Bristol Motor Speedway has long held a position enviable by other tracks: it features old-school, short-track, bump-and-grind racing under the lights. Few other tracks can make that claim, including the only other half-miler – Martinsville Speedway – which compares to Bristol in almost no way (given their respective layouts and banking) except for total track length.
Bristol is your local short track “on steroids” … to pull an expression I’ve heard on more than one occasion. “Thunder Valley” is a remote location from the hustle-and-bustle locations typical in this country to a place far removed from city life. Bristol is a racing fan’s “mecca” – a true racing destination.
Sure, Indianapolis has its famed Speedway (in the ‘burb of Speedway, Indiana, no less), Milwaukee has the Mile (which, unfortunately, has seen better days), and Darlington still has its “Lady in Black” … but Bristol is a special place. It has a unique charm, with a crowd that swells the surrounding area (small in population) to the 3rd largest populace area in the state on race day (behind only Nashville and Memphis). Bristol – with its official seating capacity at 165,000 – is the 4th largest sporting venue in America AND the 8th largest in the world. Calling it anything short of a “spectacle” is doing the place an injustice.
Sure, NASCAR has Daytona … and Talladega … and Indy for that matter. However, capacities at those tracks are all shrinking due to declining attendances. At this point, Bristol NEARLY stands alone as the most-attended Sprint Cup racing event (just the Night Race, as the Spring race is another story) – debatable as a close tie or second to just a couple venues like Texas Motor Speedway or the revamped Las Vegas Motor Speedway. There is a commonality when the discussion includes Bristol with Texas and Vegas – Bruton Smith. Year upon year, it is Smith and his Speedway Motorsports Inc. (SMI) that has grown his group’s tracks into premiere events on the circuit.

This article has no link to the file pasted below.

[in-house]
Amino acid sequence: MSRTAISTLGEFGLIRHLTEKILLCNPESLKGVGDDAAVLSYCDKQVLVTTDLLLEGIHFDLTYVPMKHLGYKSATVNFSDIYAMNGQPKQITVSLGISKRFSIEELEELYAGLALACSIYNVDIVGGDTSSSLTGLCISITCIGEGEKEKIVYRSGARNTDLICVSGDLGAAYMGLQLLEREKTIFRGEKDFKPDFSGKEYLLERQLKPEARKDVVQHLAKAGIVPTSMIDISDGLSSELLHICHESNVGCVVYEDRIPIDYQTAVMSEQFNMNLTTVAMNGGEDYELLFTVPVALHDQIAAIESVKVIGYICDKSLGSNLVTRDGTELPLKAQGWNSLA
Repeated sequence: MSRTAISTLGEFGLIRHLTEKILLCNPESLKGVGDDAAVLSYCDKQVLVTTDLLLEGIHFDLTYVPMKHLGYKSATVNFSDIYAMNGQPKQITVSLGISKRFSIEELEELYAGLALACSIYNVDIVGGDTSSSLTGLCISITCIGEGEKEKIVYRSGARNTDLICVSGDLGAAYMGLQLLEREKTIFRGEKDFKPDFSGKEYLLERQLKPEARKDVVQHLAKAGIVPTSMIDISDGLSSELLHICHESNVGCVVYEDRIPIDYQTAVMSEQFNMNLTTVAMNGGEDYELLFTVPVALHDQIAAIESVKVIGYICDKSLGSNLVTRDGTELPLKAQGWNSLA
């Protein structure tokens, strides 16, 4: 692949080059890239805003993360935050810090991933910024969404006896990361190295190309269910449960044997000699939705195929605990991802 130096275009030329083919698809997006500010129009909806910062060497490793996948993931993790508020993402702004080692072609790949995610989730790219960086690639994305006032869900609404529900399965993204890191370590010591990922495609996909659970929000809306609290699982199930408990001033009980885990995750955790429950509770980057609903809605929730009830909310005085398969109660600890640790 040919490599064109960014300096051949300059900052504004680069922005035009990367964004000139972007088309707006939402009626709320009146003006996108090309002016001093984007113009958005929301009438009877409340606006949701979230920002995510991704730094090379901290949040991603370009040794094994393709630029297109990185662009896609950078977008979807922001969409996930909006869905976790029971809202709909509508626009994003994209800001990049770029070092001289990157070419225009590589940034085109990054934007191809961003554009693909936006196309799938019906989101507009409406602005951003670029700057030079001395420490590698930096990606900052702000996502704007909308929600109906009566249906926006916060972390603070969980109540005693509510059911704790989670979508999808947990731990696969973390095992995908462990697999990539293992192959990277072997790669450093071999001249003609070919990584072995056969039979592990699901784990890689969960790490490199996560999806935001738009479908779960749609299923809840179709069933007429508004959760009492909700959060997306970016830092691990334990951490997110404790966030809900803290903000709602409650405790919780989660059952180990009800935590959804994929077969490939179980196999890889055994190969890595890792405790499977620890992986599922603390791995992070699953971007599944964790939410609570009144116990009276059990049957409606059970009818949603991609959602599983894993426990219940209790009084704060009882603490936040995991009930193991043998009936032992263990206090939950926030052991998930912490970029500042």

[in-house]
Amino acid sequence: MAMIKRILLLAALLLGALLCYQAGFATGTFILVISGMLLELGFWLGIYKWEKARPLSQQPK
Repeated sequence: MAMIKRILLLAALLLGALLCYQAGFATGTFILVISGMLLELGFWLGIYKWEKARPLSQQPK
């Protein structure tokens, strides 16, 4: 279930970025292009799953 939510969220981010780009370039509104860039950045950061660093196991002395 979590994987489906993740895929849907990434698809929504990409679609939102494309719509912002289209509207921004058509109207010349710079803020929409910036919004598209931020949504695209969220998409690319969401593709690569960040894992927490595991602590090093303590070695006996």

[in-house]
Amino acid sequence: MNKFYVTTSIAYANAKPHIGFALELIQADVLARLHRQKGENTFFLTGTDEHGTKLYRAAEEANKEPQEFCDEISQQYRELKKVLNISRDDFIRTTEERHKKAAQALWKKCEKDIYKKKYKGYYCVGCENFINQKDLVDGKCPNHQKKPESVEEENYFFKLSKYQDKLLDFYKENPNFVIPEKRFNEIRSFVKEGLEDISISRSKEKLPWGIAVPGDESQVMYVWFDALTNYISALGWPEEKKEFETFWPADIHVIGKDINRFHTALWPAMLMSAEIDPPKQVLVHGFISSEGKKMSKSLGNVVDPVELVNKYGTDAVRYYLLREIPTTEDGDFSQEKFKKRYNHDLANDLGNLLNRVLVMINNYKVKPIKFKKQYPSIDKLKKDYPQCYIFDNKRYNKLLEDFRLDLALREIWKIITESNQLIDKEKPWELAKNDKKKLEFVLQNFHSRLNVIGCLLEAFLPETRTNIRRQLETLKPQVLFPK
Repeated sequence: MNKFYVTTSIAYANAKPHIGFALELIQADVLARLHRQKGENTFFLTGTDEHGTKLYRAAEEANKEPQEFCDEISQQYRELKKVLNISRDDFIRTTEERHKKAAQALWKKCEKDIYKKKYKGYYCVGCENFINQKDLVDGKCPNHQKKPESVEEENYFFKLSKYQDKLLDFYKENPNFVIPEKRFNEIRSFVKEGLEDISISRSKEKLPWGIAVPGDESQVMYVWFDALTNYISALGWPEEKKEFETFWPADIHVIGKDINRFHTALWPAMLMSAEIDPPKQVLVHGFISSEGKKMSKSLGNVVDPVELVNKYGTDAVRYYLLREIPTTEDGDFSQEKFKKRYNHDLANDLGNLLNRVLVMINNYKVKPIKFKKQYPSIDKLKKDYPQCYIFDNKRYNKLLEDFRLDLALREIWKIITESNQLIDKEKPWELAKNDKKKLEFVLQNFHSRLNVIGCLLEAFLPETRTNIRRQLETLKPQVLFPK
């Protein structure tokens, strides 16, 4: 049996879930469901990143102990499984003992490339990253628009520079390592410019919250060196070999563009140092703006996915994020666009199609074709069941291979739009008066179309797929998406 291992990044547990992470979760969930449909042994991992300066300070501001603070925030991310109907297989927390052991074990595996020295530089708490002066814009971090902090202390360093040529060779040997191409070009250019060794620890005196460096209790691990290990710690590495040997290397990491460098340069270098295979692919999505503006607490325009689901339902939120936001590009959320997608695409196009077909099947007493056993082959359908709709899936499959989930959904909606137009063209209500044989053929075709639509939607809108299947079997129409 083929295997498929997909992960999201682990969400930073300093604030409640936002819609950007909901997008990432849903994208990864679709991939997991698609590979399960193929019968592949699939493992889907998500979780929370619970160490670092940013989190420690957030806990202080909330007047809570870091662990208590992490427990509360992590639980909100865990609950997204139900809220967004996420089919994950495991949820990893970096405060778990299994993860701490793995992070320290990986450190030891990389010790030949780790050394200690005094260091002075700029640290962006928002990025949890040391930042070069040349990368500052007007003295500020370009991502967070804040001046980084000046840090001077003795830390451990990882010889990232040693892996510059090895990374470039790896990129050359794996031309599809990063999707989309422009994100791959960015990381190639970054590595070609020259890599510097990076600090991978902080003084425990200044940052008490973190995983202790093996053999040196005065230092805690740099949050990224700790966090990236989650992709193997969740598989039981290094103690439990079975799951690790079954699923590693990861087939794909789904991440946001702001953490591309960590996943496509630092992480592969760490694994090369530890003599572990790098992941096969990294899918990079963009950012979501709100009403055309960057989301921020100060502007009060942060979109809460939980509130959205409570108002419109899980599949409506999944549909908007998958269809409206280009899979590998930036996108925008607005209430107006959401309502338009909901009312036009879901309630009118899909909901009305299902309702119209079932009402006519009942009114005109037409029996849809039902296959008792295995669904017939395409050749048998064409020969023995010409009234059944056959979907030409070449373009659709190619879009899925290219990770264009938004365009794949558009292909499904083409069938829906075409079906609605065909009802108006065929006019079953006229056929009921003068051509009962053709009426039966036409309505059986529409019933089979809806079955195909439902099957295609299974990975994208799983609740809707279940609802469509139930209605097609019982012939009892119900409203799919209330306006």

Bristol remains unique, however, from what have become the “mile-and-a-half cookie-cutters” that litter the Cup schedule. It doesn’t have a date in the Chase (which drives attendance at places like Texas or Las Vegas or any of the other relevant venues that have been boosted in the “playoff” format since 2004), but it ranks favorably among both drivers AND fans alike.
While I have no vested interest in the success (or possible failure from reduced attendance) of a venue like Bristol Motor Speedway, I cannot help but wish it all means of continued racing pursuit this weekend and beyond.
Disclaimer and Post-Script: I was a Bristol season ticket-holder for nearly a decade, from the 2002 Winston Cup fall race through the 2010 campaign. Unfortunately, tragedy struck in that 2010 season as I lost my wife to a sudden and expected heart failure on race day, August 21, 2010, while at our hotel in Dandridge, TN, a relatively short drive down I-81 from Bristol itself. I last attended BMS last season for the August 2012 race to see what Bruton and company had done to resurface the racing surface and bring Bristol back to “Racing the Way it Oughtta Be”. Pleasantly, I was happy to see some grinding restored to the World’s Fastest Half-Mile, despite an early exit from my personal favorite driver, Tony Stewart. This year, I will not be in attendance at a Bristol race for just the second year in the past dozen. While I miss the racing (and will watch on TV like many, many others), I don’t have a personal driver interest for the first time in a long time. There are other drivers I like (such as Carl Edwards, Matt Kenseth, Greg Biffle (yes, there’s a trend to Roush-Fenway past drivers)), and I will likely be rooting for Mark Martin to take the #14 to victory lane.
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